Reema Patel introduces two kinds of Budget - the 'u-turn' Budget, or the frozen Budget. Might there be a way forward through this impasse for a bigger, more collaborative conversation about the UK's most important economic questions?
It could be said that there are two kinds of Budget; one where the Chancellor has to 'u-turn', or one where the Chancellor is frozen.
The 'U-Turn' Budget:
In the 2017 March Budget, Hammond was forced into an embarrassing u-turn on increasing national insurance for self employed workers. It now looks as if there is a very real possibility similar reforms might be back on the table. Another potential trigger point this time might also include an announcement of increased investment in driverless cars. Other previous Budgets have also meant that relatively politically suave politicians have not escaped unscathed; Osborne’s Budget in 2012 was famously dubbed the “omnishambles” Budget as U-turn after U-turn rained down upon him;
'On charities, the reality is that the Prime Minister is not making the rich worse off. He is making charities worse off. Over the past month we have seen the charity tax shambles, the churches tax shambles, the caravan tax shambles and the pasty tax shambles, so we are all keen to hear the Prime Minister’s view on why he thinks, four weeks on from the Budget, even people within Downing Street are calling it an omnishambles Budget.'
— Ed Miliband MP, Prime Ministers Questions, 18 April 2012
I have described this in the past as especially emblematic of a “decide, announce, defend” culture of government and policy that pervades. It is an approach which afflicts, not just the Budget, but most other major strategic decisions made by public bodies. Little wonder then, that levels of trust in the government and especially the Chancellor of the Exchequer are at a record low. Earlier this year the Edelman Trust Barometer (2017) revealed that, at the time of polling, only 17% of the UK general population polled trusted Philip Hammond to communicate honestly, trailing behind Nigel Farage (20%), Boris Johnson (25%), Theresa May (33%), and Jeremy Corbyn (23%). When they ran a similar poll on who they trusted most to do what is right; the figures look similarly grim for Philip Hammond (19%), who is almost on par with Nigel Farage (20%) and trails Jeremy Corbyn (23%), Theresa May (35%). Not exactly great news for the Chancellor as he sets out to reveal his plans today, then.
The Frozen Budget:
Take the other kind of Budget – the one where the Chancellor of the Exchequer simply does not want to rock the boat and therefore one that becomes a missed opportunity to set out a vision for social change: Autumn 2016, for instance. Here, radical reforms were (and still are required) – the UK still has a social care spending crisis, a shortage of homes for young people, a productivity crisis and a child poverty crisis. Budgets, which should be able to set out a mandate for change in the economy, too often tinker at the edges, so paralysed are politicians and mandarins by the current political and economic system as they wilt under an unsympathetic public glare. The Frozen Budget is the consequence of political disempowerment and shrinking legitimacy, and is created by the conditions political leaders find themselves in.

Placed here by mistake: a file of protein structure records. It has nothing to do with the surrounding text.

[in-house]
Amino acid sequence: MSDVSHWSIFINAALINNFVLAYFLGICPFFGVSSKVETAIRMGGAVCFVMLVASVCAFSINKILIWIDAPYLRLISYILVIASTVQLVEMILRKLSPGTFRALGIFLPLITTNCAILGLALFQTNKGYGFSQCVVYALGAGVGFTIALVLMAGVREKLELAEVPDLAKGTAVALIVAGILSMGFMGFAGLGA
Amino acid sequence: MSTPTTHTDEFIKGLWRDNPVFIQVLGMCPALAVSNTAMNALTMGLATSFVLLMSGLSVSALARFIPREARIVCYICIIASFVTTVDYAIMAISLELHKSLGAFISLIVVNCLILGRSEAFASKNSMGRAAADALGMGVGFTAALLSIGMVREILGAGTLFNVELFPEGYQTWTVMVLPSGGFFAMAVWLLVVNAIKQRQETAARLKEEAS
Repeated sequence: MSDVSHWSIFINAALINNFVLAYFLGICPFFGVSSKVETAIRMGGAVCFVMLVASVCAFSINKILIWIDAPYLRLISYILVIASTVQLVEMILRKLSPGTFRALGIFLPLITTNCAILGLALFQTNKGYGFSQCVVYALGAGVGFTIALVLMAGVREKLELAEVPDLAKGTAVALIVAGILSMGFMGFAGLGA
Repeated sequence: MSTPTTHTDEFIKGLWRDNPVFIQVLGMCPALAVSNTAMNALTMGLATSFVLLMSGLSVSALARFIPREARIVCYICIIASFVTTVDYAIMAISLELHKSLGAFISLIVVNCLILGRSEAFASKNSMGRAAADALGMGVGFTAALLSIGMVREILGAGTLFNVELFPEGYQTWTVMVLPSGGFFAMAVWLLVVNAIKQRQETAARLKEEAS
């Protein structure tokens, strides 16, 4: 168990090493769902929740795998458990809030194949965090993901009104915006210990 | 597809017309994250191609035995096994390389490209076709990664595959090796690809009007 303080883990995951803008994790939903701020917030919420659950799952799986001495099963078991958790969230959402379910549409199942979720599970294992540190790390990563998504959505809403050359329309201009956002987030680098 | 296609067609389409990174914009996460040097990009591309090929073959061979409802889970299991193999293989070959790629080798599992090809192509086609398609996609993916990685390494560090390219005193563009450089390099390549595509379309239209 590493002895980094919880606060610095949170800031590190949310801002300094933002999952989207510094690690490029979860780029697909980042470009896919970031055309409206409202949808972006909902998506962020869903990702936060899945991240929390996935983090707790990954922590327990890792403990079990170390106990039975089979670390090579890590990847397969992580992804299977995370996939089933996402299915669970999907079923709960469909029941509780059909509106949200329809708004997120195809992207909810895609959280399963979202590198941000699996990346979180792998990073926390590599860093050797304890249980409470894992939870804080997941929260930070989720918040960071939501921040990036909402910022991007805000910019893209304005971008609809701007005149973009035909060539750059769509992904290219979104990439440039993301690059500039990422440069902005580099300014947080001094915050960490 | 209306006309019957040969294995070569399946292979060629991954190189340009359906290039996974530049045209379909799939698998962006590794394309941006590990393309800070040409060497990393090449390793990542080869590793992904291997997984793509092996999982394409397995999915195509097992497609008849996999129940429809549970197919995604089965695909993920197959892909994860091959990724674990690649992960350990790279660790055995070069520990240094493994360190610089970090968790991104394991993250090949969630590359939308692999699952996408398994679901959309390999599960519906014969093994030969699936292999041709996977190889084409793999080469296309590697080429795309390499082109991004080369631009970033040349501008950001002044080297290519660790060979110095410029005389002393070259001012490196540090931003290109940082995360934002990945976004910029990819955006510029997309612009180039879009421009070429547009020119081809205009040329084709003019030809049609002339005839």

But here’s some good news. We’ve seen Budgets handled well in the past before; Alastair Darling’s interventions post world financial crisis seemed able to break the deadlock, due in part to his reputation as a ‘bold anti-politician’. Such moments (and people) are rare, but seem to be created and handed opportunities in conditions of crisis – where a sense of urgency compels political consensus and pragmatism (if only in the short term). Whilst I have never seen a Budget in which any Chancellor emerged entirely unscathed, the Darling example shows that history has certainly looked more kindly upon some rather than others. So - is all we need the right person, with the right leadership skills, at the right time?
We need that and we still need more. Must we really have to wait until we find that one person as a society and an economy to build the mandate for change that we desperately need as a society? Or do we try to share that responsibility as people who are agents in the economy ourselves and part of the system, shaping a more active sense of citizenship?
In our interim report Citizens, Participation and the Economy, published this week, we have proposed that the government and Chancellor work with randomly selected citizens to help build that vision and that mandate as part of setting both the Budget and undergoing a wider Spending Review. These would build upon models of democracy being prototyped across the world – one such example is the Ireland constitutional convention which brought 99 citizens and politicians together in particular shows how it is possible for citizens to work more collaboratively with politicians to make major financial decisions.
A new settlement for the self-employed, a resolution to the social care funding crisis, a way to ensure the budget works for as many people as it can? We need a bigger conversation for these bigger questions.